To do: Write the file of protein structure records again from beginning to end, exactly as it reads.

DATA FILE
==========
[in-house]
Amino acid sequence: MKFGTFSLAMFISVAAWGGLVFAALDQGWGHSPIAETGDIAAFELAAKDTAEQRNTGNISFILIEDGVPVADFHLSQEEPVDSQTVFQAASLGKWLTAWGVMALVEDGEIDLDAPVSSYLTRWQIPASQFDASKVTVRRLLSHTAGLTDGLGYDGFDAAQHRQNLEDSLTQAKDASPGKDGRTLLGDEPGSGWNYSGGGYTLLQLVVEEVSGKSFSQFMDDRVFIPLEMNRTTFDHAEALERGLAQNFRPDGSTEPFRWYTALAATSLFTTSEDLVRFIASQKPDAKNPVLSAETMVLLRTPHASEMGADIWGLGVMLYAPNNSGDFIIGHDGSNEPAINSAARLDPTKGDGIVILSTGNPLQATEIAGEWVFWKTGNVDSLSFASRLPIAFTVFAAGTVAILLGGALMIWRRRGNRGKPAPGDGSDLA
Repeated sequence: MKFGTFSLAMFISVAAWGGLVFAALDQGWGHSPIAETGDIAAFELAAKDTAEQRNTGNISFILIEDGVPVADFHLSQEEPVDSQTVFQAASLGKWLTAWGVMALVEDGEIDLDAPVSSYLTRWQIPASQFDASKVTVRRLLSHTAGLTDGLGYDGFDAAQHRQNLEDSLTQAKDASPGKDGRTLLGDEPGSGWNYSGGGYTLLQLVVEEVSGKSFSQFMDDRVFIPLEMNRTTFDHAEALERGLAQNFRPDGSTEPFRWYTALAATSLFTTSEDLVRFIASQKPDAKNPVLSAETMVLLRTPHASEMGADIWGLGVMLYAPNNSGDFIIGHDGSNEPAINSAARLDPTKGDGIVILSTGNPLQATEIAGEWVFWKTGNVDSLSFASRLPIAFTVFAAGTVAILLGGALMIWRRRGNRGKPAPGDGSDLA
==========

[in-house]
Amino acid sequence: MKFGTFSLAMFISVAAWGGLVFAALDQGWGHSPIAETGDIAAFELAAKDTAEQRNTGNISFILIEDGVPVADFHLSQEEPVDSQTVFQAASLGKWLTAWGVMALVEDGEIDLDAPVSSYLTRWQIPASQFDASKVTVRRLLSHTAGLTDGLGYDGFDAAQHRQNLEDSLTQAKDASPGKDGRTLLGDEPGSGWNYSGGGYTLLQLVVEEVSGKSFSQFMDDRVFIPLEMNRTTFDHAEALERGLAQNFRPDGSTEPFRWYTALAATSLFTTSEDLVRFIASQKPDAKNPVLSAETMVLLRTPHASEMGADIWGLGVMLYAPNNSGDFIIGHDGSNEPAINSAARLDPTKGDGIVILSTGNPLQATEIAGEWVFWKTGNVDSLSFASRLPIAFTVFAAGTVAILLGGALMIWRRRGNRGKPAPGDGSDLA
Repeated sequence: MKFGTFSLAMFISVAAWGGLVFAALDQGWGHSPIAETGDIAAFELAAKDTAEQRNTGNISFILIEDGVPVADFHLSQEEPVDSQTVFQAASLGKWLTAWGVMALVEDGEIDLDAPVSSYLTRWQIPASQFDASKVTVRRLLSHTAGLTDGLGYDGFDAAQHRQNLEDSLTQAKDASPGKDGRTLLGDEPGSGWNYSGGGYTLLQLVVEEVSGKSFSQFMDDRVFIPLEMNRTTFDHAEALERGLAQNFRPDGSTEPFRWYTALAATSLFTTSEDLVRFIASQKPDAKNPVLSAETMVLLRTPHASEMGADIWGLGVMLYAPNNSGDFIIGHDGSNEPAINSAARLDPTKGDGIVILSTGNPLQATEIAGEWVFWKTGNVDSLSFASRLPIAFTVFAAGTVAILLGGALMIWRRRGNRGKPAPGDGSDLA